Learning about SIDS by Jeri Wilson, MSW

For me, deciding whether or not to learn about Sudden Infant Death Syndrome was not an option, it was a necessity. My daughter Jenelle died during a nap of SIDS on March 1, 1993 while in daycare. I had heard about SIDS but had no idea how a baby as healthy as mine could die […]

A Collaborative Approach to Serving Community College Students with Food and Housing Insecurity

Most agree that education, besides building a viable workforce, adds immeasurably to the fabric of society.   Students in higher education however are sometimes forced to choose between focusing on their education or dealing with issues related to food and housing insecurity.  The California State University (CSU) system, one of the largest systems in the nation, […]

Finding the Joy in Self-Care by Nina Tomkiewicz

This summer I have been reflecting on the concept of “self-care,” mostly asking myself, “What is self-care, anyway?” It’s a buzzword in the world of social work, and probably any other helping profession with risk of ‘burnout’ and the more recently coined term ‘compassion fatigue.’ We must engage in self-care to prevent the loss of […]


I was told to give an inspirational talk about aging and at the same time bring in some of my personal experience. Well, let me start right away with some personal experience: The first day of my Gerontology class I tell students that a ship of Martians has landed on campus and that one of […]

Racial Justice: Moving From Macro to Micro and Back Again by Melinda Hohman, Ph.D.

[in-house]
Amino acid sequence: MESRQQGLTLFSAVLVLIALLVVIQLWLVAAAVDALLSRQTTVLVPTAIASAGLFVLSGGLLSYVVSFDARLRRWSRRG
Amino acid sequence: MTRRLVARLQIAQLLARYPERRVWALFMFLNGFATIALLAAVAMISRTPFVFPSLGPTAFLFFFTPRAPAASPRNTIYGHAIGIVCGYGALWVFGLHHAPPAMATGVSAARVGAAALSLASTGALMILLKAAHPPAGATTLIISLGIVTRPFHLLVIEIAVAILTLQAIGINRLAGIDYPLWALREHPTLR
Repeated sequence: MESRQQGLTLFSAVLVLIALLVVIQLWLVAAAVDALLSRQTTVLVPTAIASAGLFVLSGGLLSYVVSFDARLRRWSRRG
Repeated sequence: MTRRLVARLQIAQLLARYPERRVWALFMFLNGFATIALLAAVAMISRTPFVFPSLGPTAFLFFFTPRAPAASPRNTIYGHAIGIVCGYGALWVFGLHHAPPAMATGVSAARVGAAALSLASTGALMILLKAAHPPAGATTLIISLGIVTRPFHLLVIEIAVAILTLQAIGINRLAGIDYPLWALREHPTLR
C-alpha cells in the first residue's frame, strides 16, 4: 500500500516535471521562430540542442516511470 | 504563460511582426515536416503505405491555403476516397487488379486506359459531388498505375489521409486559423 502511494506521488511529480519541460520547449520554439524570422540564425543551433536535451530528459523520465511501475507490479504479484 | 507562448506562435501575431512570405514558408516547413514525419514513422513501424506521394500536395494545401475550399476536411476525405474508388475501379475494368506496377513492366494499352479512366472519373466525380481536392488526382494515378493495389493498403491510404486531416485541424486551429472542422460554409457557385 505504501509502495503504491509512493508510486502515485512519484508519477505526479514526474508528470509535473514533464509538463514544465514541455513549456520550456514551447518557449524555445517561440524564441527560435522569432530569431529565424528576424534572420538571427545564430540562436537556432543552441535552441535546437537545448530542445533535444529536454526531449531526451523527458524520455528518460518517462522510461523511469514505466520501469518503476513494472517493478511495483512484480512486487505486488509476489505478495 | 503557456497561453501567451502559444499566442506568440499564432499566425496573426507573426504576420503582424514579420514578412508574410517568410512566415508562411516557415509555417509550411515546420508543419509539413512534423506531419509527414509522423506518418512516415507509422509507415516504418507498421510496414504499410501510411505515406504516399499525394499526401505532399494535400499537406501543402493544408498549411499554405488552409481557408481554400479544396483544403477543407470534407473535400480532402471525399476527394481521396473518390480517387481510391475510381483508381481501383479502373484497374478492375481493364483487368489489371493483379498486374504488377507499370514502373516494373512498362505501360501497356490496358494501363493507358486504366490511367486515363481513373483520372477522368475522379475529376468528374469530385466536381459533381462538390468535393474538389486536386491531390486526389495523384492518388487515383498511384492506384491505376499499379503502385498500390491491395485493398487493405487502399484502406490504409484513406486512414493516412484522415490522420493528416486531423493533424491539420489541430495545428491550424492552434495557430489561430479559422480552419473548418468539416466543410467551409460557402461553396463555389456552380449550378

I always find myself amused when writing or talking about macro social work, as I am definitely more of a micro kind of person, having studied, taught, and researched Motivational Interviewing (MI) (an interpersonal communication method) for the past 15 or so years.  Becoming the Director of the School of Social Work has certainly moved […]

Police, Minority Communities, and Trauma by David Eisenberg, LCSW, Ph.D.

I didn’t plan this, but it ends up that my social work career has had an underlying focus on trauma. My first professional assignment involved studying the traumatic consequences for frail elders when moved involuntarily. Forty years later I am working with suicidal veterans. In between I’ve had a whole host of work experiences that […]

A Decentralized Service Delivery Model Benefits Clients and Providers at SURVIVORS By Carin Anderson, MSW Intern

Social work, like other human service professions, requires the clinician to practice self-care to balance work with physical, emotional, and psychological well being. This is especially true when working with torture survivors. Even those such as immigration court clerks or interpreters need to be cognizant that the work they are doing can have an effect […]

Stepping on the Toes of Self-Determination By Melinda Hohman, Ph.D.

Did you ever dance with someone who stepped on your toes? Ouch! What do you do when that happens? Some people back up, giving themselves some space from their partner. Others fumble a bit, losing their rhythm. Others might let out a loud yelp and get upset with their partner and maybe say something that […]

Making Skeletons Dance by Kurt Wellman

We all have a “story“ or certain events and experiences that shape our future, define our present and help anchor us to the world in which we live. Our past is the foundation upon which we build our future and we cannot escape our past just as we cannot escape our shadow on a sunny […]